14.Esther Kadzo –PW3, the alleged victim and the Plaintiff’s daughter, adopted her written statement as evidence in chief. She testified that she was 18 years old in 2019 and that on the material date while listening to the 2nd Defendant’s broadcast at home after school, she heard the alleged defamatory statements. She told the court that the allegations were untrue and that the broadcast made her quit going to school. She added that they filed a report at the police station where she was taken to the hospital. On cross-examination, the witness testified that she was in school on the 24th June 2019 when the incident started.
The Defendants’ Evidence
15.The 3rd Defendant testified in support of the Defence case. He adopted his written statement dated 15th December 2021 as evidence in chief. He told the court that he was a journalist employed by the 1st Defendant and broadcasting for the 2nd Defendant. He denied speaking with the Plaintiff and PW2 while live on air. It was his testimony that he never mentioned the alleged victim’s name.
16.He told the court on cross-examination that he received information about the Plaintiff’s alleged defilement on 18th June 2019 through his private mobile phone. That together with his colleague one Fatuma Mwangala, he contacted the Plaintiff privately for deliberations regarding the allegations. According to him, when he called the Plaintiff, he told him that he was working with a department dealing with the welfare and reports on children. He denied telling PW2 that they were on live broadcast when he called. The 3rd Defendant added that he did not have the telephone number of his informer and that he only questioned the Plaintiff on one day. He did not even know the name of the Plaintiff’s daughter.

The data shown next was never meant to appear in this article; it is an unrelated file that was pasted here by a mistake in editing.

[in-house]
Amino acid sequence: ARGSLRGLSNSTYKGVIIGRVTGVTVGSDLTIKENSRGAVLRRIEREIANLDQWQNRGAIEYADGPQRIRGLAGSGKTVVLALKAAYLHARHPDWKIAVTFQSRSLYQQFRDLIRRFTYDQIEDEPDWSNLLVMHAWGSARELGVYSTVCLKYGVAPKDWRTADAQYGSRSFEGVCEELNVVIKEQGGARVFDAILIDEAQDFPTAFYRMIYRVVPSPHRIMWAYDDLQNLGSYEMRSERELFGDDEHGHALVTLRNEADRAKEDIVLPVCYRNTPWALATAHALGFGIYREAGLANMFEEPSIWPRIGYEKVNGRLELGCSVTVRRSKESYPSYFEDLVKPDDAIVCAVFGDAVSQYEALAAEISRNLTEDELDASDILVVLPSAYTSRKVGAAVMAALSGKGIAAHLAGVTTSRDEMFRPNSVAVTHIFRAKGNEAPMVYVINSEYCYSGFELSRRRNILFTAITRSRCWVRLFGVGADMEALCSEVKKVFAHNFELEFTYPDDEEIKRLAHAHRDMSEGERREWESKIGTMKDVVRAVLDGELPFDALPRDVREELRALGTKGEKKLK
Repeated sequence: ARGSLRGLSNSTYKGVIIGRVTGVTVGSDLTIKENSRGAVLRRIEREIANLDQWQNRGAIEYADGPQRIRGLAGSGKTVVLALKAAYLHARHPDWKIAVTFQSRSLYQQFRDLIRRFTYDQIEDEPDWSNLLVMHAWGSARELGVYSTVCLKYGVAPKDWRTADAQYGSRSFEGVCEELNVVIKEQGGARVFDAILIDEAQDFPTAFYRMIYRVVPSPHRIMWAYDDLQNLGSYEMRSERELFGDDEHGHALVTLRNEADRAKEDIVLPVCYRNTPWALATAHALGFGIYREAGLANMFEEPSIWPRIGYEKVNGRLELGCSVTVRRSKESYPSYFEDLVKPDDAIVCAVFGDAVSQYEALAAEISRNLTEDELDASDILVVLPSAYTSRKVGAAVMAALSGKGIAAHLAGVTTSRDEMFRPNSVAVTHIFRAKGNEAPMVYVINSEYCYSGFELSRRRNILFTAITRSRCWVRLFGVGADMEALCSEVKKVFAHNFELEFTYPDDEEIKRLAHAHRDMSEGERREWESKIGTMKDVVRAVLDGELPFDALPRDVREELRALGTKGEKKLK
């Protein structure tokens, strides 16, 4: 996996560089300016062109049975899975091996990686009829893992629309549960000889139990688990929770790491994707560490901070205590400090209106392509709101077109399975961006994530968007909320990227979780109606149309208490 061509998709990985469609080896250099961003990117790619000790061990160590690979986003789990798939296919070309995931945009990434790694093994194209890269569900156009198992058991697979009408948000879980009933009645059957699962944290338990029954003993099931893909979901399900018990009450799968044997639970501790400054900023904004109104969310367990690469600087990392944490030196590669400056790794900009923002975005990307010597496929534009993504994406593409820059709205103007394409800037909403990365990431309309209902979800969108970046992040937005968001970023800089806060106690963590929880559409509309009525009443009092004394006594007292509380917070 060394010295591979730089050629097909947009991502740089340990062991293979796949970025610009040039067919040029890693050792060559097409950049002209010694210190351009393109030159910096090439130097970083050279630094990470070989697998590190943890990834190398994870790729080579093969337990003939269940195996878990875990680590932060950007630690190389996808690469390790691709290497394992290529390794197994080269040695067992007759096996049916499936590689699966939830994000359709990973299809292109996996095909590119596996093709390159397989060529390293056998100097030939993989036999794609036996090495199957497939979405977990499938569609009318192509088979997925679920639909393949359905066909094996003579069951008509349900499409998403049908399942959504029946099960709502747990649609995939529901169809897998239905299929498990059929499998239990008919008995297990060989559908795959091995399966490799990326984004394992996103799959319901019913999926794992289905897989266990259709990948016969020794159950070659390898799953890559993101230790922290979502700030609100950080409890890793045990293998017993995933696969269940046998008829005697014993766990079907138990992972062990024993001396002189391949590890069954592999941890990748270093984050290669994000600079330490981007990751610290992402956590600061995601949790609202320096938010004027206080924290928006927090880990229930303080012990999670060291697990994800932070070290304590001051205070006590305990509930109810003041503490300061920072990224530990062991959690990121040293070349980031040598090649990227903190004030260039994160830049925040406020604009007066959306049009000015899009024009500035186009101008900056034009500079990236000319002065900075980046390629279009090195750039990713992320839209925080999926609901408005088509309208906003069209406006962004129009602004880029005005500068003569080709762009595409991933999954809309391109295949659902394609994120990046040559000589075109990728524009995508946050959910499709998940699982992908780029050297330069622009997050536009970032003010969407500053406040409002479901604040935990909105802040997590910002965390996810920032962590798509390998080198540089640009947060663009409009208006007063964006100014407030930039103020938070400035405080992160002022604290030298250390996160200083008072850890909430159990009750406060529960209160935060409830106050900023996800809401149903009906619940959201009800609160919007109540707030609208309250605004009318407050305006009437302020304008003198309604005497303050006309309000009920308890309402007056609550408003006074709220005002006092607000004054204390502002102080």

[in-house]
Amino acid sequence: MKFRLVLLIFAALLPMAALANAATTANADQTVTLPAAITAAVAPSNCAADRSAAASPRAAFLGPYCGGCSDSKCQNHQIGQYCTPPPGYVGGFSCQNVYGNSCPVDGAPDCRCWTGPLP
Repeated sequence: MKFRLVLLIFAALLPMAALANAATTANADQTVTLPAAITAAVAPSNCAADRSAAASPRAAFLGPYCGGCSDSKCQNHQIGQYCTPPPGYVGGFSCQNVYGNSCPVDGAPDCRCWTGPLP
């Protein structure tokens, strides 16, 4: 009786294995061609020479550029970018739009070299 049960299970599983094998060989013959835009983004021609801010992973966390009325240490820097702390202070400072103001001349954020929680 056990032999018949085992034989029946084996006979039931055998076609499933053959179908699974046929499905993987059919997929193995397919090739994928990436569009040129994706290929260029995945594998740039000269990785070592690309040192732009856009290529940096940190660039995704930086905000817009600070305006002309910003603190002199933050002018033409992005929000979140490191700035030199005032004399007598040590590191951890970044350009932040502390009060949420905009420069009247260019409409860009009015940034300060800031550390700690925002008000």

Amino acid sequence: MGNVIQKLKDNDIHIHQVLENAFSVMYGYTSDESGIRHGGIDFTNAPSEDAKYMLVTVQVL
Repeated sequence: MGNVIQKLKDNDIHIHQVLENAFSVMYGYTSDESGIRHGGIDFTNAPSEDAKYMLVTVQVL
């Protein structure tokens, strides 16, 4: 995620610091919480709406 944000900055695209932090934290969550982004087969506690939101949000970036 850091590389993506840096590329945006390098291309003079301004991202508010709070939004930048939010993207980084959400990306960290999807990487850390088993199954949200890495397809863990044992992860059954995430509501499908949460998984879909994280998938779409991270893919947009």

17.On further cross-examination, the 3rd Defendant told the court that he broadcasted the deliberations live on air and that both PW2 and the Plaintiff denied the allegations. According to him, the allegations were only aired for 7 minutes on the material date as from 5.15p.m. He stated that as a result, members of the public called his mobile phone for follow ups. The witness confirmed that no apology has since been aired.
18.On Re-examination, the 3rd Defendant told the court that no names were mentioned during the live broadcast.
19.Parties agreed to file written submissions which they did.The Plaintiff’s Submissions
20.On whether the alleged broadcast was capable of being construed as defamatory, counsel for the Plaintiff relied on the case of Wycliffe A. Swanya v Toyota East Africa Ltd and another  eKLR where the court listed the essentials of the tort of defamation. Counsel submitted that the allegations were defamatory in character and intended to injure the Plaintiff’s reputation and expose him to hatred and ridicule.
21.Further quoting Odunga J in Phinenas Nyagah v Gitobu Imanyara  eKLR, counsel argued that the publication was malicious and unjustified for failure to confirm the veracity of the information anonymously given to the 3rd Defendant.